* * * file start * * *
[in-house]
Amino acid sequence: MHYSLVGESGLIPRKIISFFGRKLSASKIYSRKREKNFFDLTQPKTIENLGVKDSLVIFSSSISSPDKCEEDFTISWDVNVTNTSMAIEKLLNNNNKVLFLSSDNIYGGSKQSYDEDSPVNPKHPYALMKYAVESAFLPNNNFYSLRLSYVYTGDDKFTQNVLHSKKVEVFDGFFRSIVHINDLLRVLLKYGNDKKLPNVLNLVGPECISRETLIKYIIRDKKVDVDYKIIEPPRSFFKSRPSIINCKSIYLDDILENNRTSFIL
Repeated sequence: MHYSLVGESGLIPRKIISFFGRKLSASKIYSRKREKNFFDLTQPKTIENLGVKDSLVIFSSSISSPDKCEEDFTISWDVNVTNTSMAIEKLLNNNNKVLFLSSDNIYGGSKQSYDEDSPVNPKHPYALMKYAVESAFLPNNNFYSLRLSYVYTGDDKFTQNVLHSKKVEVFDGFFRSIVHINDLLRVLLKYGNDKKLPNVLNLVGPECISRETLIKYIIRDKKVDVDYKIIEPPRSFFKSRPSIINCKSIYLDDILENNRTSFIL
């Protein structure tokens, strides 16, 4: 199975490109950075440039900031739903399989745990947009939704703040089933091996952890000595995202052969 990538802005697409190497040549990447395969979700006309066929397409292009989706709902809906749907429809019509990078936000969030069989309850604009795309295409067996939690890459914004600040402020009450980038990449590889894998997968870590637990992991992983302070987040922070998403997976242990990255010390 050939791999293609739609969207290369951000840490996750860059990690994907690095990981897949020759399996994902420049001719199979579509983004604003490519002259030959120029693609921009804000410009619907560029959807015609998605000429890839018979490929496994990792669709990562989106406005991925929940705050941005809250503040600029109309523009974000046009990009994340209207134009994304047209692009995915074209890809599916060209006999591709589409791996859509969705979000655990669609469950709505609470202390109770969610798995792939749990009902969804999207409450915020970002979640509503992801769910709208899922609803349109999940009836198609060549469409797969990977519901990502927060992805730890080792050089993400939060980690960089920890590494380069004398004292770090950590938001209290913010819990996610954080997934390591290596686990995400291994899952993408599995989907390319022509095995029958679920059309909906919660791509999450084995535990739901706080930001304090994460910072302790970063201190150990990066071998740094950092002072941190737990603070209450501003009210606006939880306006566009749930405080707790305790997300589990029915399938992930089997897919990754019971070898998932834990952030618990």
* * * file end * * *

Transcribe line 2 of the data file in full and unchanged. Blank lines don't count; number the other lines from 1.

Amino acid sequence: MHYSLVGESGLIPRKIISFFGRKLSASKIYSRKREKNFFDLTQPKTIENLGVKDSLVIFSSSISSPDKCEEDFTISWDVNVTNTSMAIEKLLNNNNKVLFLSSDNIYGGSKQSYDEDSPVNPKHPYALMKYAVESAFLPNNNFYSLRLSYVYTGDDKFTQNVLHSKKVEVFDGFFRSIVHINDLLRVLLKYGNDKKLPNVLNLVGPECISRETLIKYIIRDKKVDVDYKIIEPPRSFFKSRPSIINCKSIYLDDILENNRTSFIL